In Japan, the aging population, as well as the continuous decline in the working population, have been major concerns. To cope with this, the Japanese government has attempted to attract more foreign workers, resulting in an increasing number of foreign workers over the past decades. However, as the process of attracting more immigrant populations has progressed, various challenges have become apparent. The question that must be addressed is how to integrate these foreigners while aiming for new community development.
This paper reports on the results of a survey conducted with elderly care facilities in Akita prefecture regarding their attitudes toward the acceptance of foreign care workers. Further it reports on the current situation of local Japanese language education in Akita, based on questionnaire and interview surveys conducted with different stakeholders, including municipalities, local Japanese language classes, and elderly care facilities. These results shed light on the potentials and challenges in accepting foreign care workers in Akita, amidst an increased demand for such workers especially through the Technical Intern Trainee Program.
How can we create economic dynamics with foreign workers in the context of local community globalization? We should consider the initiatives taken by Semboku City and Ogata Village in this regard. We should also consider the entrepreneurial endeavors of foreign residents in the Akita prefecture. To sustain economic dynamics in local communities in the globalization context, local communities should consider accepting foreigners as members of their communities, not just as human resources.
To explore how local traditional folk events have been inherited from the past in the modern context of declining population and multicultural coexistence, we conducted literature surveys, interviews, and questionnaire surveys for both case studies: Akita no Kanto of Akita city and Oga no Namahage of Oga city. This study examines cases involving international students and migrants from both domestic cities and foreign countries, as well as the possibilities that external participants can play in the succession of traditional events.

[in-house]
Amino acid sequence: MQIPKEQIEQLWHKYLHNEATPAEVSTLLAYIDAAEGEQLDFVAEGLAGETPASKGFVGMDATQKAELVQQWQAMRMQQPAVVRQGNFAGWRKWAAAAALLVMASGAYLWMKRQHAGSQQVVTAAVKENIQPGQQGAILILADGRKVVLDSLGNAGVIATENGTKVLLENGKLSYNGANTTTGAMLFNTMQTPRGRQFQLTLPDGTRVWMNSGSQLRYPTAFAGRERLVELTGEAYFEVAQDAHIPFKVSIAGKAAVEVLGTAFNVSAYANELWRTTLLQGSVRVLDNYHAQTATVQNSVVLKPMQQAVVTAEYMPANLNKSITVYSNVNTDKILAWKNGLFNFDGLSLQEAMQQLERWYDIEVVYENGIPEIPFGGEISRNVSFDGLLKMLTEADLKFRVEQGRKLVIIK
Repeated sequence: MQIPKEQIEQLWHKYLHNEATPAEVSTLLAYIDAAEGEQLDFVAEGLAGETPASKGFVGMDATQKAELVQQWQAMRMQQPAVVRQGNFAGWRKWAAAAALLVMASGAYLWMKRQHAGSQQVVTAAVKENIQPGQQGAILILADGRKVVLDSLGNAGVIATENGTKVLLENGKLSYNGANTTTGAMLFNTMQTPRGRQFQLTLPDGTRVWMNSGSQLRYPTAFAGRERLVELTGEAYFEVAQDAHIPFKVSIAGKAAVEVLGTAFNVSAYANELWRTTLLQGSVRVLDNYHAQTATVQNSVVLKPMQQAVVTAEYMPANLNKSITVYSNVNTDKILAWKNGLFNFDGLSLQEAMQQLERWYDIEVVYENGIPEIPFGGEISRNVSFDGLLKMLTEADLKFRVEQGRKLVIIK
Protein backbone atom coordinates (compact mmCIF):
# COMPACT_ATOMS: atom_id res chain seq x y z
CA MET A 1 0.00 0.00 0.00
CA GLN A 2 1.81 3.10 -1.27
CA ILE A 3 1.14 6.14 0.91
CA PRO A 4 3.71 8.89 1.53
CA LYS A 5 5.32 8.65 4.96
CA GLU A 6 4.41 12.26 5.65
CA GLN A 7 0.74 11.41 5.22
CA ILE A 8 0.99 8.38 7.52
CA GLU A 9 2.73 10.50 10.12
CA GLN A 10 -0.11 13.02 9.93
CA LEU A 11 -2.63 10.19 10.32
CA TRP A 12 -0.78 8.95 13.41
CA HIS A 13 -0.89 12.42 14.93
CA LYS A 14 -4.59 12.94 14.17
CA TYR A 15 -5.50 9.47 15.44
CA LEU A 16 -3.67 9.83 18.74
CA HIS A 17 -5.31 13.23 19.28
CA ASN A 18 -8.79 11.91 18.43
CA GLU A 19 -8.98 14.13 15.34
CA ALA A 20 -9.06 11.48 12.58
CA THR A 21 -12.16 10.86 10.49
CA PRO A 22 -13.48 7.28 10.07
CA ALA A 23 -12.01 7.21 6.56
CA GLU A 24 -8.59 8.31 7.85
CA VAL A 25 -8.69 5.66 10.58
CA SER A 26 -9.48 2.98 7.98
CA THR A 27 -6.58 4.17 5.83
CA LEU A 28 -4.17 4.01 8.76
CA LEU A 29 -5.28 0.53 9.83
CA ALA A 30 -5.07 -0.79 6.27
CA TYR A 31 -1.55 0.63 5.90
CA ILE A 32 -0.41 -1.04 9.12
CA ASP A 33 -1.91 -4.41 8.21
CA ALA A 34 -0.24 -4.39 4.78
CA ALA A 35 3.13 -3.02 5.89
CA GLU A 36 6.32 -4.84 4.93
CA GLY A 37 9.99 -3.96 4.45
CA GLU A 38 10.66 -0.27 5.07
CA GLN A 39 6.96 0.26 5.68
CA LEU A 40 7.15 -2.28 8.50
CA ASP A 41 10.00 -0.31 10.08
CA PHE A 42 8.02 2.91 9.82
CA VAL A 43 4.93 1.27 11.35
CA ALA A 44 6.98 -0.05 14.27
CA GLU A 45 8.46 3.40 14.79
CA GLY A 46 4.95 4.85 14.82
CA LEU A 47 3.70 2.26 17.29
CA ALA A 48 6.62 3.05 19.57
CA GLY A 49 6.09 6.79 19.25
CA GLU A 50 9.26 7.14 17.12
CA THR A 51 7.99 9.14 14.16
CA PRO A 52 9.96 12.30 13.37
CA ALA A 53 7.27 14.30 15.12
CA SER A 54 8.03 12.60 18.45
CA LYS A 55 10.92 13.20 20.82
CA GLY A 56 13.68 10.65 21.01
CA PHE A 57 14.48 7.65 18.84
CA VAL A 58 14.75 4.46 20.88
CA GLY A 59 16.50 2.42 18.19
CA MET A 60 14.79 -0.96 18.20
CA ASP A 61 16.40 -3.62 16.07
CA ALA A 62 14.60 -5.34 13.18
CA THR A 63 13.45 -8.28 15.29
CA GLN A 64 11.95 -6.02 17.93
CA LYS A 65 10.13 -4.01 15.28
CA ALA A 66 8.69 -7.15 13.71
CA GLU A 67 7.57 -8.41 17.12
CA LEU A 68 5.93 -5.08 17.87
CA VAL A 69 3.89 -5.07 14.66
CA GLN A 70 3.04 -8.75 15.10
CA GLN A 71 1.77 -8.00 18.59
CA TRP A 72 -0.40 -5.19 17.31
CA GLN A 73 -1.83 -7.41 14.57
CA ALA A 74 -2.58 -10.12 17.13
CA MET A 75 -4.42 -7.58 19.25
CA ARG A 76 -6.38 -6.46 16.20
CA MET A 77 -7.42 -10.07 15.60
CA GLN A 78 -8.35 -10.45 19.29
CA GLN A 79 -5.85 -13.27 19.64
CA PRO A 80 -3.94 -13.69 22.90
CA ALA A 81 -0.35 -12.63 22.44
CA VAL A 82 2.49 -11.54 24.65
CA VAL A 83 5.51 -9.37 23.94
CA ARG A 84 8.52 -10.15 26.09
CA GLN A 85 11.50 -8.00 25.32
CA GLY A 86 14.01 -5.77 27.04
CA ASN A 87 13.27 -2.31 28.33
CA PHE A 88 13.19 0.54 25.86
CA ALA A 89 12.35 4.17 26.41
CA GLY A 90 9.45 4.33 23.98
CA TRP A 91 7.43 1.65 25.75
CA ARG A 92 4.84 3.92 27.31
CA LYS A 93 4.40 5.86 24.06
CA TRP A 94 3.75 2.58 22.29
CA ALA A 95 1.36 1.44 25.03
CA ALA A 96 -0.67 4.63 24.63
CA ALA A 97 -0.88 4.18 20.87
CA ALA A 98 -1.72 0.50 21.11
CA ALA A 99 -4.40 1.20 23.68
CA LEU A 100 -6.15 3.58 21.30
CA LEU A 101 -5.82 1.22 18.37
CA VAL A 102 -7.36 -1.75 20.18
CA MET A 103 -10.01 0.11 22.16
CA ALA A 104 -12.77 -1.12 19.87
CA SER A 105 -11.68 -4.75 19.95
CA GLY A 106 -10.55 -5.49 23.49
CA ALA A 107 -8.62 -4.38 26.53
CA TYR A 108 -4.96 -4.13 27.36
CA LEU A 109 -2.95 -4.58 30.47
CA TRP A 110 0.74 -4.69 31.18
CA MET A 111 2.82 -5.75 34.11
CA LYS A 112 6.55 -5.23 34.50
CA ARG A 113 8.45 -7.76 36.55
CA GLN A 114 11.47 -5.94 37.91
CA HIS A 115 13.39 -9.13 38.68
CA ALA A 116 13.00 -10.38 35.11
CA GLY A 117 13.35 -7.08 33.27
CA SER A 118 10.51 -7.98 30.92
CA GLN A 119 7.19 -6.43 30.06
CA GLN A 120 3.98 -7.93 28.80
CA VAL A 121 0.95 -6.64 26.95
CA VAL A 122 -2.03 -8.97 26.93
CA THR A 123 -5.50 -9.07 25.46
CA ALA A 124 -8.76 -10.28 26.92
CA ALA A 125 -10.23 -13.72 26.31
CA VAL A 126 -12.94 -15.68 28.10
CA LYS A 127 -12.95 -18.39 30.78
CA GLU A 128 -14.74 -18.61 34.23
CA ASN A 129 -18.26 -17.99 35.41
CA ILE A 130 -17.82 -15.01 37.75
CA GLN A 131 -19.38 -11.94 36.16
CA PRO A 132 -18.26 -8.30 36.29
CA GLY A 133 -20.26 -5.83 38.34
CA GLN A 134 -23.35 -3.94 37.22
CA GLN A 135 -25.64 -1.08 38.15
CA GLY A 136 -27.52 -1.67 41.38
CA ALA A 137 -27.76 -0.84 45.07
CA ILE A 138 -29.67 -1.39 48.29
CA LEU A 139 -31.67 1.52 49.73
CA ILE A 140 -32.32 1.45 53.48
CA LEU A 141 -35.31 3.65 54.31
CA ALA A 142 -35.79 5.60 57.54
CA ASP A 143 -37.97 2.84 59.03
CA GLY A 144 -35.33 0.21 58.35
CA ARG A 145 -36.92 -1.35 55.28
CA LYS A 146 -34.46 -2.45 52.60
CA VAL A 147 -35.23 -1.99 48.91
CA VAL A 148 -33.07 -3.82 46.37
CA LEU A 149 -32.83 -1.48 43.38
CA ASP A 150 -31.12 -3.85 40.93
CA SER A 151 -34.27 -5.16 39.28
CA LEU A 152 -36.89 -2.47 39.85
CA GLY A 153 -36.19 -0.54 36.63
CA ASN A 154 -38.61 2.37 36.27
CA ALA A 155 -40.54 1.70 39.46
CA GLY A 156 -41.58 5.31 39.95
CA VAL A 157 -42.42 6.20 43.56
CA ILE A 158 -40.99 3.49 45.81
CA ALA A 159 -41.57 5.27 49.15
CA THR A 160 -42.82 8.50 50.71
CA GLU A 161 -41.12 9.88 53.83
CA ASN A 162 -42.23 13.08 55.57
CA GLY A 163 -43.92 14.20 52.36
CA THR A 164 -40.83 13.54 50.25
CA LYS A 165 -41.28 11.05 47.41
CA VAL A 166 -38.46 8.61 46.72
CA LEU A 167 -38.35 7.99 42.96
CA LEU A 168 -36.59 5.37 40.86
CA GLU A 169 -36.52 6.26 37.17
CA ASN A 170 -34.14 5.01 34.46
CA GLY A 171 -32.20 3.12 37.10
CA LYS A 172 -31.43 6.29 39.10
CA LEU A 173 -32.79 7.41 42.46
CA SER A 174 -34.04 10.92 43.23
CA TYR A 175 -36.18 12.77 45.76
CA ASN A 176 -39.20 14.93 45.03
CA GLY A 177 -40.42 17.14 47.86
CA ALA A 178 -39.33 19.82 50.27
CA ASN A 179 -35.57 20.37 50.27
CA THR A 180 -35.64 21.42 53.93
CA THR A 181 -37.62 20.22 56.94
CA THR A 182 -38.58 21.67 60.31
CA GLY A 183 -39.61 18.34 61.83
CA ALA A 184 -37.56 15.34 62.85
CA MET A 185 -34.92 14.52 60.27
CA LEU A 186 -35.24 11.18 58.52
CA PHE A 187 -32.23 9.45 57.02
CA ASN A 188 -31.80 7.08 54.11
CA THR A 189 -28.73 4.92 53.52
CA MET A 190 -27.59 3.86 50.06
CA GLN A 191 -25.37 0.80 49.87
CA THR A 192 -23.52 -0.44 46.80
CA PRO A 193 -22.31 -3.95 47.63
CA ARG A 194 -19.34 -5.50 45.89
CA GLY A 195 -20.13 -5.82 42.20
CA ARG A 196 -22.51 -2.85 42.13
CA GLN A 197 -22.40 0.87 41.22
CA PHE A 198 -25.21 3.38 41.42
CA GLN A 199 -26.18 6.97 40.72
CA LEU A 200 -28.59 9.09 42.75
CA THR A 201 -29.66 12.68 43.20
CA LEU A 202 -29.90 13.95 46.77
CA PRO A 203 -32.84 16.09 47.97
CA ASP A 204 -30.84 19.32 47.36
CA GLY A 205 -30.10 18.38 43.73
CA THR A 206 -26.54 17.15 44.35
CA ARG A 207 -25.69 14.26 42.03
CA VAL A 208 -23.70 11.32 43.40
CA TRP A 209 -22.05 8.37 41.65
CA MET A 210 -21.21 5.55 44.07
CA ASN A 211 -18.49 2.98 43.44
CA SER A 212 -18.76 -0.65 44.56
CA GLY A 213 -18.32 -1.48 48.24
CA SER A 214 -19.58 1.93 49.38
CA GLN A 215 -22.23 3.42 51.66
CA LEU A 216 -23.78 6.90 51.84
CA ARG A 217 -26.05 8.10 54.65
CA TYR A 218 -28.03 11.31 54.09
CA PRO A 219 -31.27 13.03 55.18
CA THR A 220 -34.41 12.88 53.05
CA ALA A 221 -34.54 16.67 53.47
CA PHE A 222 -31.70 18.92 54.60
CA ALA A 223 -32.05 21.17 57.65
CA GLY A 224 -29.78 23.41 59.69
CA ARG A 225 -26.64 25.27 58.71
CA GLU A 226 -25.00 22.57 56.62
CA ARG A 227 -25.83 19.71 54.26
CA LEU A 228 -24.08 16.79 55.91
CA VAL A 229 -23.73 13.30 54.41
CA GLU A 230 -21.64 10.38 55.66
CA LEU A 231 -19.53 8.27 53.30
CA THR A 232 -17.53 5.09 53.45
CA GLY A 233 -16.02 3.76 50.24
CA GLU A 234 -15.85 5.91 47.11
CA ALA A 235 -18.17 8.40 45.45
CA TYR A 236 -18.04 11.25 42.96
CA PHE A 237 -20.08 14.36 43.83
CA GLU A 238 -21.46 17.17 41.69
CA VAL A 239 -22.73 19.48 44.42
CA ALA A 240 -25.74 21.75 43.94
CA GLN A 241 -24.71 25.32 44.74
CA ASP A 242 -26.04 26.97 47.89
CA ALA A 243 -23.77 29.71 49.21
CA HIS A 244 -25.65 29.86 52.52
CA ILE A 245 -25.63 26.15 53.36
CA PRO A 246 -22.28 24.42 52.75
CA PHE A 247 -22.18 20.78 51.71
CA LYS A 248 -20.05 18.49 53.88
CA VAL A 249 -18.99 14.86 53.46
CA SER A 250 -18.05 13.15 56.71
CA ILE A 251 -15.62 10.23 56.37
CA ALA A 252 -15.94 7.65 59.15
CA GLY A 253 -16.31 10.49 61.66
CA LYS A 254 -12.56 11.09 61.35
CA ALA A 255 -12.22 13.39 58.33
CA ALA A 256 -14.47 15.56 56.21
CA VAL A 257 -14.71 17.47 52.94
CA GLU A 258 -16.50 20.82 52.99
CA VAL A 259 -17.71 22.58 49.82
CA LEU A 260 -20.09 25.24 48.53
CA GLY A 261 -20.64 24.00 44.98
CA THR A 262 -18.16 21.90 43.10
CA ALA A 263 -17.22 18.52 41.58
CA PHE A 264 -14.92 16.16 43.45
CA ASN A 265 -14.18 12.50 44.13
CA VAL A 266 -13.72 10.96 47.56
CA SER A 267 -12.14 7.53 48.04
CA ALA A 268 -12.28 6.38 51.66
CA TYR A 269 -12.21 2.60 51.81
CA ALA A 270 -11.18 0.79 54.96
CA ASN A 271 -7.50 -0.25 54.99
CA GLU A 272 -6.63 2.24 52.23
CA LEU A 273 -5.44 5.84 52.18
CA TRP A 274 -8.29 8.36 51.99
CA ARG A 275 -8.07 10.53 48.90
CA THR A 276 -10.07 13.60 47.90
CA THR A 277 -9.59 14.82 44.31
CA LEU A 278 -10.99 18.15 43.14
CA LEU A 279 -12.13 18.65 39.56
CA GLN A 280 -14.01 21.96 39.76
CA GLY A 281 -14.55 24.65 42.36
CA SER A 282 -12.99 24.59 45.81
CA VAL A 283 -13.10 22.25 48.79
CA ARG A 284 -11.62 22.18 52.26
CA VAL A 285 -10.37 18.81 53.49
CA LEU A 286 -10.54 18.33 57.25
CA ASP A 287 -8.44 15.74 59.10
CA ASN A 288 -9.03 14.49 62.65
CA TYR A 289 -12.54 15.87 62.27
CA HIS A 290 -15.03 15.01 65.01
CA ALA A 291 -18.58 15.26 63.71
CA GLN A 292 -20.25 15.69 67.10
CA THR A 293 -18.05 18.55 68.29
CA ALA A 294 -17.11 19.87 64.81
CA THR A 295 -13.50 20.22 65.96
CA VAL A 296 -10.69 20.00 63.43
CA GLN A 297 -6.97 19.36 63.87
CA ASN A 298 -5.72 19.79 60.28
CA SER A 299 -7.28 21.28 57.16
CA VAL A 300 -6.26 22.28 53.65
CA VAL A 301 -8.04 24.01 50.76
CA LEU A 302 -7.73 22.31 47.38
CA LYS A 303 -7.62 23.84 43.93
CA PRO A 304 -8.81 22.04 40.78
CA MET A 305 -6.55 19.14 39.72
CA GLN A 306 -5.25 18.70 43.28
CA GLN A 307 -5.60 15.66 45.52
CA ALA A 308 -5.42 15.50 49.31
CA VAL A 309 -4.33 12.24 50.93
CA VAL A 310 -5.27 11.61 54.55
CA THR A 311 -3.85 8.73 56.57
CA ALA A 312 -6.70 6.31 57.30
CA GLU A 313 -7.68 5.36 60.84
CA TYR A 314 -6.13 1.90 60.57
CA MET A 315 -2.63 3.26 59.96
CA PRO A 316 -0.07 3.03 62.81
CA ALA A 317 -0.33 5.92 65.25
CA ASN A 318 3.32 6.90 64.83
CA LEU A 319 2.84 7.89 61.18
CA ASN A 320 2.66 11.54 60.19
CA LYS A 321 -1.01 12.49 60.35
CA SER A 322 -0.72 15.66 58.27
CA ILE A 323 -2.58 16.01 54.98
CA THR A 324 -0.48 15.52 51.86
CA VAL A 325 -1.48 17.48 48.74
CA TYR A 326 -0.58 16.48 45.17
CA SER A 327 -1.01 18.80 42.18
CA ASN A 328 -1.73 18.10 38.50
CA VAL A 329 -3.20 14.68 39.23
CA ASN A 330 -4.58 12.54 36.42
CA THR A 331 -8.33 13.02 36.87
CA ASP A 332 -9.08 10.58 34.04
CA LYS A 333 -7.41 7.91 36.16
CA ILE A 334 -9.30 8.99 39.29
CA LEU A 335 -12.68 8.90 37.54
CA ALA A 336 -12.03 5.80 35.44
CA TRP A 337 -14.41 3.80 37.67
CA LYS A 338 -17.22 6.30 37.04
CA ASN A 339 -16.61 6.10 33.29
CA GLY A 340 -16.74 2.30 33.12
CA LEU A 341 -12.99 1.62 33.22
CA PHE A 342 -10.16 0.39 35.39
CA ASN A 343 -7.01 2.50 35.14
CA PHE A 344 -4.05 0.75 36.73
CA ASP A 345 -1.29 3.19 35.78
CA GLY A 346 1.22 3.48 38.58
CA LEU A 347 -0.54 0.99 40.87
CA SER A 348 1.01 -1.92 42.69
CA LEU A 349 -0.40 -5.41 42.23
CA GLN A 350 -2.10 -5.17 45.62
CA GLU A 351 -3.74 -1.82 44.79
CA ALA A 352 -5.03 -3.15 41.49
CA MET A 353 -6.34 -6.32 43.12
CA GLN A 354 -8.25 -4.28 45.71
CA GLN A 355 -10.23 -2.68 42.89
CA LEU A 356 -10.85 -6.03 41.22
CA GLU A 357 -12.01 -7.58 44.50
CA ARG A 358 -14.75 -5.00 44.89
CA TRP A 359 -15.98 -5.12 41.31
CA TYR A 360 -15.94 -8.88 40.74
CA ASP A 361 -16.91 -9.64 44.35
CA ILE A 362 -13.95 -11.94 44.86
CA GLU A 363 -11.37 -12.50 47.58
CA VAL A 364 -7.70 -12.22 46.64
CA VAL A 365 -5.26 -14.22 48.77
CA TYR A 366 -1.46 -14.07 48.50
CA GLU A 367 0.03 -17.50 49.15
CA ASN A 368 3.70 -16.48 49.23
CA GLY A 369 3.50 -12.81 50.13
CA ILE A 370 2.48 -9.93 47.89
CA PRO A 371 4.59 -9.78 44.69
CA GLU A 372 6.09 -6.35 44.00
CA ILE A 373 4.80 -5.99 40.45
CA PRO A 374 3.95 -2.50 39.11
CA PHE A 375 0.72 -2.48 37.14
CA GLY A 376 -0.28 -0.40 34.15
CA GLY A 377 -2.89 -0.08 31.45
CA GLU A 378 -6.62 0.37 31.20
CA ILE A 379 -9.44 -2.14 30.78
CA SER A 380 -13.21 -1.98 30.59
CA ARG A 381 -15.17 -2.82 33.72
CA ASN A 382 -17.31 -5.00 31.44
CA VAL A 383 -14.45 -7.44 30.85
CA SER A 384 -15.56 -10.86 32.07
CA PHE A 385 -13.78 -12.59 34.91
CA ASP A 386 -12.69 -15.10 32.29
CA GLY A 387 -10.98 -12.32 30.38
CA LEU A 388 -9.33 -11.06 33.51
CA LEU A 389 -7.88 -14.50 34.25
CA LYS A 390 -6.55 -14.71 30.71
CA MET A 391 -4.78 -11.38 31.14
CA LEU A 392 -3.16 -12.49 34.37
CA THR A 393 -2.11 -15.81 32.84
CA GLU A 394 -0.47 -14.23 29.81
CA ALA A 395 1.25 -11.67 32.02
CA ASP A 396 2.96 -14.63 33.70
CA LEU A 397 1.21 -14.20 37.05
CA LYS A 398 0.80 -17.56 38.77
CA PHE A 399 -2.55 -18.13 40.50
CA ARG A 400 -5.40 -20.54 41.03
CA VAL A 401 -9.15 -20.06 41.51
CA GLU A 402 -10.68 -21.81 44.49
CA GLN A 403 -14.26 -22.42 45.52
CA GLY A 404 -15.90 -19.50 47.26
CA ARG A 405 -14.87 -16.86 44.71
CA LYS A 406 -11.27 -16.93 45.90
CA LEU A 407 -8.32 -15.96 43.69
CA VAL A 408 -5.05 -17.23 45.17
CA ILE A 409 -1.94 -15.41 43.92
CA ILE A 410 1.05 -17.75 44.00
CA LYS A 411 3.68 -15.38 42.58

This is a record of a panel discussion about presentations on the acceptance of foreign workers in Akita prefecture. The discussion focused mainly on the conditions necessary for the successful acceptance of migrants into local communities. Several issues were raised, including measures to integrate migrants and their families, ways to establish a society that is attractive to migrants, the participation of foreigners in local traditions, and the sustainability of migration policies in the face of international competition for foreign workers.
To accept more foreigners, a wide range of discussions as well as hard and soft environmental improvements are necessary, including systematic Japanese language education, daily life support, and participation in local culture. Additionally, the debate over accepting foreign workers to cover the labor shortage is an issue that is fundamentally related to Japan's future design. Therefore, the acceptance of foreign workers must be addressed in the broader context.